Milan Capsule

Milan Capsule

Brand Name


Therapeutic Class

Antiulcerants, Proton pump inhibitors (PPI)

Dosage Form, Composition & NAFDAC Registration Number (NRN)

Capsule (NRN: 04-3006): Each capsule contains: Lansoprazole 30 mg (as enteric coated granules)


Chemistry: 2-{(3-Methyl-4-(2,2,2-trihydrofluoroethoxy)-2 pyridryl) methyl} sulphinyl benzimidazole.
Pharmacological Category: Antiulcerant (Proton Pump Inhibitor)
Lansoprazole inhibits the H+/K+-ATPase (the proton pump) of the parietal cells in the gastric mucosa. Lansoprazole has a prolonged pharmacological action and provides effective acid suppression over 24 hours. Lansoprazole is effective in the treatment of acid-related disorders of the upper gastrointestinal tract, with the advantage of rapid symptom relief.
Absorption is rapid, with mean peak plasma levels of Lansoprazole occurring at approximately 1.7 hours. Peak plasma concentrations of Lansoprazole (Cmax) and the area under the plasma concentration curve (AUC) are approximately proportional to dose throughout the range that has been studied (up to 60 mg).
Binding to plasma proteins is approximately 97%. Lansoprazole is eliminated primarily by hepatic metabolism, the metabolites being excreted both via the bile and in urine. About 64% of a dose is recovered in the feces, the greater part in the form of metabolites; less than 2% is excreted unchanged in the urine


Lansoprazole is indicated in the healing and maintenance of duodenal ulcer, and gastro-oesophageal reflux disease, healing of benign gastric ulcer, and reflux oesophagitis.


Lansoprazole is contraindicated in patients with known hypersensitivity to any component of the formulation.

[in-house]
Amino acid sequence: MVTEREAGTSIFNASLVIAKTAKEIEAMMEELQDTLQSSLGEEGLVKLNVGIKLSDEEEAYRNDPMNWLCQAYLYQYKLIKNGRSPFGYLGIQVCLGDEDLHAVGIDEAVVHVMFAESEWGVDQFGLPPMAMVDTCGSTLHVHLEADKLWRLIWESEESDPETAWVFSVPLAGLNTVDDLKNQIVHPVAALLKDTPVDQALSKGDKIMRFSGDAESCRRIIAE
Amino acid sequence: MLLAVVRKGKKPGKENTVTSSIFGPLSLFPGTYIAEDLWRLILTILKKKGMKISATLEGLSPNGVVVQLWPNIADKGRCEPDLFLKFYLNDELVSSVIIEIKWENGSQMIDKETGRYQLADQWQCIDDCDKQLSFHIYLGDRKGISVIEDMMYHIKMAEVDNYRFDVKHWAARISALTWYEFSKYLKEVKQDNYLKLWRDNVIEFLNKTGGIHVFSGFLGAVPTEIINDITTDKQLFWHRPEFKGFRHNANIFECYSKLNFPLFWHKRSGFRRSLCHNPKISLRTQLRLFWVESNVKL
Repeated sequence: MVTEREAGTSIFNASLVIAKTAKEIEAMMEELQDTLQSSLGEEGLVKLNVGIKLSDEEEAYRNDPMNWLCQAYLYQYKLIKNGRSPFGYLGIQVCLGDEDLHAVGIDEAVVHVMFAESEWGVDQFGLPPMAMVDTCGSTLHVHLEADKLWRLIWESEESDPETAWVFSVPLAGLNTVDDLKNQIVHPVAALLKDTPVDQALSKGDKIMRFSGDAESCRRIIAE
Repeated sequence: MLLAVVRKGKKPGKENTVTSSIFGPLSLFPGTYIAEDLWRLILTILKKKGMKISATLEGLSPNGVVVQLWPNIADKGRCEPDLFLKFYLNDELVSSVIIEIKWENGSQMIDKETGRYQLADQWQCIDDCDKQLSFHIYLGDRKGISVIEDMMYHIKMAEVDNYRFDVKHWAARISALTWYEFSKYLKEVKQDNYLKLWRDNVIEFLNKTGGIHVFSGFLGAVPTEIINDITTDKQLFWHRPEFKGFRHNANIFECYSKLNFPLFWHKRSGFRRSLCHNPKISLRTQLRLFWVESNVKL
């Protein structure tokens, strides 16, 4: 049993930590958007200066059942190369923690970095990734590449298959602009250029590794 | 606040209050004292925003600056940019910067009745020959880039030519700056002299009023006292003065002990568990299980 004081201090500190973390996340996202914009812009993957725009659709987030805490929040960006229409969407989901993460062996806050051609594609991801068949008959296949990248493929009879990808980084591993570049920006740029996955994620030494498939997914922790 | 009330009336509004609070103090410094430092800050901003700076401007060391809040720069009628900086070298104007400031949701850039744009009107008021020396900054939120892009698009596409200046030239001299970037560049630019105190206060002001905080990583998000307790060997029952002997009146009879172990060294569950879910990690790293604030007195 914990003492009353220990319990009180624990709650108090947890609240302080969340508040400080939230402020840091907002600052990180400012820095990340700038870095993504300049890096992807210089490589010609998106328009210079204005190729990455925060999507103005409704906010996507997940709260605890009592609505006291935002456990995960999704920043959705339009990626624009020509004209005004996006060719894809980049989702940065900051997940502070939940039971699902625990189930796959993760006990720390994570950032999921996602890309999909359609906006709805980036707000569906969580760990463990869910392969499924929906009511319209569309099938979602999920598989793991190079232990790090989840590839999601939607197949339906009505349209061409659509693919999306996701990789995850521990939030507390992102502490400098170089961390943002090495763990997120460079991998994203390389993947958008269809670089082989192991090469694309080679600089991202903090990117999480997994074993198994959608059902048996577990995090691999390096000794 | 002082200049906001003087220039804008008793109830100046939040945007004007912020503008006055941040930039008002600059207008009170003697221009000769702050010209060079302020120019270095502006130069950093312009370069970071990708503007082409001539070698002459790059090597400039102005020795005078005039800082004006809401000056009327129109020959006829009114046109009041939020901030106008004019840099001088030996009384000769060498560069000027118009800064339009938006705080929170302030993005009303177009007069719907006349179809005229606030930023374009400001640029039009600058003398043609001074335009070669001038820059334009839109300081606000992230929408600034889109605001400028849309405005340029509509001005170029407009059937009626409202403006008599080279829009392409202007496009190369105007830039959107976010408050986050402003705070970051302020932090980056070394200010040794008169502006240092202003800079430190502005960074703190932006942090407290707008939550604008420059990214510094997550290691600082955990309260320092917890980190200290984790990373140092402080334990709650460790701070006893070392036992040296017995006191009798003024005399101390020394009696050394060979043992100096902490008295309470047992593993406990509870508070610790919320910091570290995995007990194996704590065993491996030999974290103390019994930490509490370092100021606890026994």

In Hepatically impaired patients with moderate impairment, doses higher than 30 mg per day should not be administered unless there are compelling clinical indications.


Caution should be exercised when oral contraceptives and preparations such as phenytoin, theophylline, or warfarin, are taken concomitantly with the administration of Lansoprazole. Antacids and sucralfate may reduce the bioavailability of lansoprazole and should therefore not be taken within an hour of Lansoprazole administration.
Use in Pregnancy and Lactation: There are no adequate or wellcontrolled studies in pregnant women. Therefore, Lansoprazole should be used during pregnancy only if the potential benefit justifies the potential risk to the foetus.
It is not known whether Lansoprazole is excreted in human milk. Because drugs are excreted in human milk, Lansoprazole should not be given to nursing mothers unless its use is considered essential.
Use in Children: Safety and effectiveness in children have not been established.
When gastric ulcer is suspected, the possibility of malignancy should be excluded before therapy with Lansoprazole is instituted, as treatment with this drug may alleviate symptoms and delay diagnosis

Adverse Effects

Most common adverse reactions are diarrhoea, nausea, headache, dermatological reactions.

Dosage & Administration

Duodenal Ulcer: 30 mg daily for 4-8 weeks then 15 mg/day for maintenance dose.
Benign gastric ulcer: 30 mg daily for 8 weeks.
Reflux oesophagitis: 30 mg daily for 4-8 weeks, then 15 mg for maintenance dose,
Zollinger-Ellison syndrome: 60 mg daily to be continued till clinically indicated.
Overdosage, Symptoms and Antidote: There is no information on the effect of overdosage. As in all cases where overdosing is suspected, treatment should be supportive and symptomatic

Storage/Handling Recommendations

Keep in a cool, dry place and away from the reach of children.